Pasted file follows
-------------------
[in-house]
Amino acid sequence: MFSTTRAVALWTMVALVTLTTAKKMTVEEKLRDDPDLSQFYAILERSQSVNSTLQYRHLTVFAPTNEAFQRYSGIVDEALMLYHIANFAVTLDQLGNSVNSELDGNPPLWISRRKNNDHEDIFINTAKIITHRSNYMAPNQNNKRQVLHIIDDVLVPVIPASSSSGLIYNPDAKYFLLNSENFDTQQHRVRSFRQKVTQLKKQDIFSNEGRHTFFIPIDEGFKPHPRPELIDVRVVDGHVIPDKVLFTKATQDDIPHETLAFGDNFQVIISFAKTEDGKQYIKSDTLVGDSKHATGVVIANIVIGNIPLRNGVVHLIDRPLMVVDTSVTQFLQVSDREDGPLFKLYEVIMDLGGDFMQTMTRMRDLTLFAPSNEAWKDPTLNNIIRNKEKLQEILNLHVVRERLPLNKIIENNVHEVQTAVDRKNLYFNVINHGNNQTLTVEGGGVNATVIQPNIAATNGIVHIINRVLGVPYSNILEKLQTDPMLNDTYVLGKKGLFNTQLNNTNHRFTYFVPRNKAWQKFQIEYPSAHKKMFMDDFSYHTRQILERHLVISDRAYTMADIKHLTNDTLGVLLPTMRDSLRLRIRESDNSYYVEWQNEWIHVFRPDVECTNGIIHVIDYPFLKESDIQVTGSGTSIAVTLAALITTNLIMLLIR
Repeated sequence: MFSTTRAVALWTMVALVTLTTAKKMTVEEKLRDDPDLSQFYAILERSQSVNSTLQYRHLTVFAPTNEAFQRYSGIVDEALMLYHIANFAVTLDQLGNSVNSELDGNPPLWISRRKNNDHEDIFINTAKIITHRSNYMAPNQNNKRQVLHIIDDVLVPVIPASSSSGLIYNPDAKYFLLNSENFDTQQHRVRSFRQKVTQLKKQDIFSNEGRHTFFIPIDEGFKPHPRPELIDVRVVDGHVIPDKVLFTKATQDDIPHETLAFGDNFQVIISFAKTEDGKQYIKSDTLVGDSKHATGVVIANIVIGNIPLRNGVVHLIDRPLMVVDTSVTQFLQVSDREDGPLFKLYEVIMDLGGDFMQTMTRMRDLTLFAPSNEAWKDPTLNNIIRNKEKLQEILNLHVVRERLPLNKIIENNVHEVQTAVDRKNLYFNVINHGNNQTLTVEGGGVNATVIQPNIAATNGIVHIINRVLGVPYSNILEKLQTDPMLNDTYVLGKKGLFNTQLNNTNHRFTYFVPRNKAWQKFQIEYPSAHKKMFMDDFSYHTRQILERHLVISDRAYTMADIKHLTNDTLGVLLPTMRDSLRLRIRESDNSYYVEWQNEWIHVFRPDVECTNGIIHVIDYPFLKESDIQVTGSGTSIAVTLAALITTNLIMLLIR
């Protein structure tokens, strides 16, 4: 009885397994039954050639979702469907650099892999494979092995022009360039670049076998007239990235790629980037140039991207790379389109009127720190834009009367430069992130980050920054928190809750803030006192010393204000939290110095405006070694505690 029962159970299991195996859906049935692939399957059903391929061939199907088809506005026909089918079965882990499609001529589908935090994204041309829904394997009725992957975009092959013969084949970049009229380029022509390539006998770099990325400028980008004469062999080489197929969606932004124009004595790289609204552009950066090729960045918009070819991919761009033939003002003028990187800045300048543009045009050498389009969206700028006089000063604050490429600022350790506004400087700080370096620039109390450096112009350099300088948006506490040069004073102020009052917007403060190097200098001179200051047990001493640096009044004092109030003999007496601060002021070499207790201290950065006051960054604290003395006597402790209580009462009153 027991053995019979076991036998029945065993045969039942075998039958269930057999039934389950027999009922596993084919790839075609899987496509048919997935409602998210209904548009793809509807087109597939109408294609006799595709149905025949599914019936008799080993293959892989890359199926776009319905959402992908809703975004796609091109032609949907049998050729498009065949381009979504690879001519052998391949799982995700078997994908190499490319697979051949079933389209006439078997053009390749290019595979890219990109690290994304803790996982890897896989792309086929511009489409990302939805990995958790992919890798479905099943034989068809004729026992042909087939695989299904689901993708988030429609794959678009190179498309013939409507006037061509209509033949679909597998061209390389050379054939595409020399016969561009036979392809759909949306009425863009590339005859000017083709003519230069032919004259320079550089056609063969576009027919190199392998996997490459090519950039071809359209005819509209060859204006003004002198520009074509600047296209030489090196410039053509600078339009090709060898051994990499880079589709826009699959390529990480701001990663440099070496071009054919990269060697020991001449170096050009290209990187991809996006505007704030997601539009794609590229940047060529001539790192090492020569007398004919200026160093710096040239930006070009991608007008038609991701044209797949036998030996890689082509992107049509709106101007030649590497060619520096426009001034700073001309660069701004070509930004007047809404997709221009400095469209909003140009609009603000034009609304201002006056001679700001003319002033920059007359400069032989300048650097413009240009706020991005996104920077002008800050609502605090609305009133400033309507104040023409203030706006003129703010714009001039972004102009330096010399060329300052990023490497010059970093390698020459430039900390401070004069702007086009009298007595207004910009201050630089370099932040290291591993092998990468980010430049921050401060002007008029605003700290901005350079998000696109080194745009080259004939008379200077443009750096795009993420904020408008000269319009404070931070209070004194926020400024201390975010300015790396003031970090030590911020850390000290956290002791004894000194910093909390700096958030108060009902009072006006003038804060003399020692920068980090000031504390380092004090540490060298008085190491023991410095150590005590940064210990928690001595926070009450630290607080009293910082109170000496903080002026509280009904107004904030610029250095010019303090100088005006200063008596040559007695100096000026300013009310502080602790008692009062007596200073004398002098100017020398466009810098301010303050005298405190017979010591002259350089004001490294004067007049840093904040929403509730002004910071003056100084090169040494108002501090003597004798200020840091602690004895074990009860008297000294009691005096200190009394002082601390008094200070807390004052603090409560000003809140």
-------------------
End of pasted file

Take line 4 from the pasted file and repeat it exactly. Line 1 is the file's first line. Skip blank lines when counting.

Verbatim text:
């Protein structure tokens, strides 16, 4: 009885397994039954050639979702469907650099892999494979092995022009360039670049076998007239990235790629980037140039991207790379389109009127720190834009009367430069992130980050920054928190809750803030006192010393204000939290110095405006070694505690 029962159970299991195996859906049935692939399957059903391929061939199907088809506005026909089918079965882990499609001529589908935090994204041309829904394997009725992957975009092959013969084949970049009229380029022509390539006998770099990325400028980008004469062999080489197929969606932004124009004595790289609204552009950066090729960045918009070819991919761009033939003002003028990187800045300048543009045009050498389009969206700028006089000063604050490429600022350790506004400087700080370096620039109390450096112009350099300088948006506490040069004073102020009052917007403060190097200098001179200051047990001493640096009044004092109030003999007496601060002021070499207790201290950065006051960054604290003395006597402790209580009462009153 027991053995019979076991036998029945065993045969039942075998039958269930057999039934389950027999009922596993084919790839075609899987496509048919997935409602998210209904548009793809509807087109597939109408294609006799595709149905025949599914019936008799080993293959892989890359199926776009319905959402992908809703975004796609091109032609949907049998050729498009065949381009979504690879001519052998391949799982995700078997994908190499490319697979051949079933389209006439078997053009390749290019595979890219990109690290994304803790996982890897896989792309086929511009489409990302939805990995958790992919890798479905099943034989068809004729026992042909087939695989299904689901993708988030429609794959678009190179498309013939409507006037061509209509033949679909597998061209390389050379054939595409020399016969561009036979392809759909949306009425863009590339005859000017083709003519230069032919004259320079550089056609063969576009027919190199392998996997490459090519950039071809359209005819509209060859204006003004002198520009074509600047296209030489090196410039053509600078339009090709060898051994990499880079589709826009699959390529990480701001990663440099070496071009054919990269060697020991001449170096050009290209990187991809996006505007704030997601539009794609590229940047060529001539790192090492020569007398004919200026160093710096040239930006070009991608007008038609991701044209797949036998030996890689082509992107049509709106101007030649590497060619520096426009001034700073001309660069701004070509930004007047809404997709221009400095469209909003140009609009603000034009609304201002006056001679700001003319002033920059007359400069032989300048650097413009240009706020991005996104920077002008800050609502605090609305009133400033309507104040023409203030706006003129703010714009001039972004102009330096010399060329300052990023490497010059970093390698020459430039900390401070004069702007086009009298007595207004910009201050630089370099932040290291591993092998990468980010430049921050401060002007008029605003700290901005350079998000696109080194745009080259004939008379200077443009750096795009993420904020408008000269319009404070931070209070004194926020400024201390975010300015790396003031970090030590911020850390000290956290002791004894000194910093909390700096958030108060009902009072006006003038804060003399020692920068980090000031504390380092004090540490060298008085190491023991410095150590005590940064210990928690001595926070009450630290607080009293910082109170000496903080002026509280009904107004904030610029250095010019303090100088005006200063008596040559007695100096000026300013009310502080602790008692009062007596200073004398002098100017020398466009810098301010303050005298405190017979010591002259350089004001490294004067007049840093904040929403509730002004910071003056100084090169040494108002501090003597004798200020840091602690004895074990009860008297000294009691005096200190009394002082601390008094200070807390004052603090409560000003809140």